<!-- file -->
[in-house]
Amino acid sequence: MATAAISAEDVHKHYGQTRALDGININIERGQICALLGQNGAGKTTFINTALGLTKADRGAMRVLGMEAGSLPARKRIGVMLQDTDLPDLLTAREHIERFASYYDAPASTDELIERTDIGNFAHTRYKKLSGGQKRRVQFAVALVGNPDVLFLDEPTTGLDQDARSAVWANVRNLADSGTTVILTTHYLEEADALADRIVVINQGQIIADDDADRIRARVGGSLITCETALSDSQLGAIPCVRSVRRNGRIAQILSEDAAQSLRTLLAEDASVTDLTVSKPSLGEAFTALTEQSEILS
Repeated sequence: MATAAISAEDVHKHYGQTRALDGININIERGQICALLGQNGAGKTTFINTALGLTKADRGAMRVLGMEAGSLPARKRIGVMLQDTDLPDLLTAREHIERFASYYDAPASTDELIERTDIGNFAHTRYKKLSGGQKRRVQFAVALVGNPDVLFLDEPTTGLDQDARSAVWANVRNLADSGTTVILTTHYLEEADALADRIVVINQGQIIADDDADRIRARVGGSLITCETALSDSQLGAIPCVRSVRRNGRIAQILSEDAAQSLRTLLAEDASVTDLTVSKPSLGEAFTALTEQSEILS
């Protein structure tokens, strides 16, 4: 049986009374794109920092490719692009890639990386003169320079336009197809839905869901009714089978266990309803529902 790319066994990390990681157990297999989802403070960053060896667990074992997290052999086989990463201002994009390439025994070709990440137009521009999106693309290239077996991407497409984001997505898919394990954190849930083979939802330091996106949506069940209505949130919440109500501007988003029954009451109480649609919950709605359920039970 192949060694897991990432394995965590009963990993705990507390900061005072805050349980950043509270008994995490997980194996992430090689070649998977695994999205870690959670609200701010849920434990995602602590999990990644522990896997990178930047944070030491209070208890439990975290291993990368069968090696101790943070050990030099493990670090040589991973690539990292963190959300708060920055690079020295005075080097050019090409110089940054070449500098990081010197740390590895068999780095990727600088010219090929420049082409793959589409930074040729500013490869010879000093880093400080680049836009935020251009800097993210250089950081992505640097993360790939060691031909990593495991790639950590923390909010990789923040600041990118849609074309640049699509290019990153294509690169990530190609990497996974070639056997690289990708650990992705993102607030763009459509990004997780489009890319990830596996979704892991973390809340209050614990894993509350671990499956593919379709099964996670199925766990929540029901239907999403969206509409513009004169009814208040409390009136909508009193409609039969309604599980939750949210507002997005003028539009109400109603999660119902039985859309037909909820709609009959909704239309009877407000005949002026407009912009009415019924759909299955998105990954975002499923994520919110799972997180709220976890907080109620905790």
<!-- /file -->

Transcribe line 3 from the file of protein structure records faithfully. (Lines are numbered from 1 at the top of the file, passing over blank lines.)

Repeated sequence: MATAAISAEDVHKHYGQTRALDGININIERGQICALLGQNGAGKTTFINTALGLTKADRGAMRVLGMEAGSLPARKRIGVMLQDTDLPDLLTAREHIERFASYYDAPASTDELIERTDIGNFAHTRYKKLSGGQKRRVQFAVALVGNPDVLFLDEPTTGLDQDARSAVWANVRNLADSGTTVILTTHYLEEADALADRIVVINQGQIIADDDADRIRARVGGSLITCETALSDSQLGAIPCVRSVRRNGRIAQILSEDAAQSLRTLLAEDASVTDLTVSKPSLGEAFTALTEQSEILS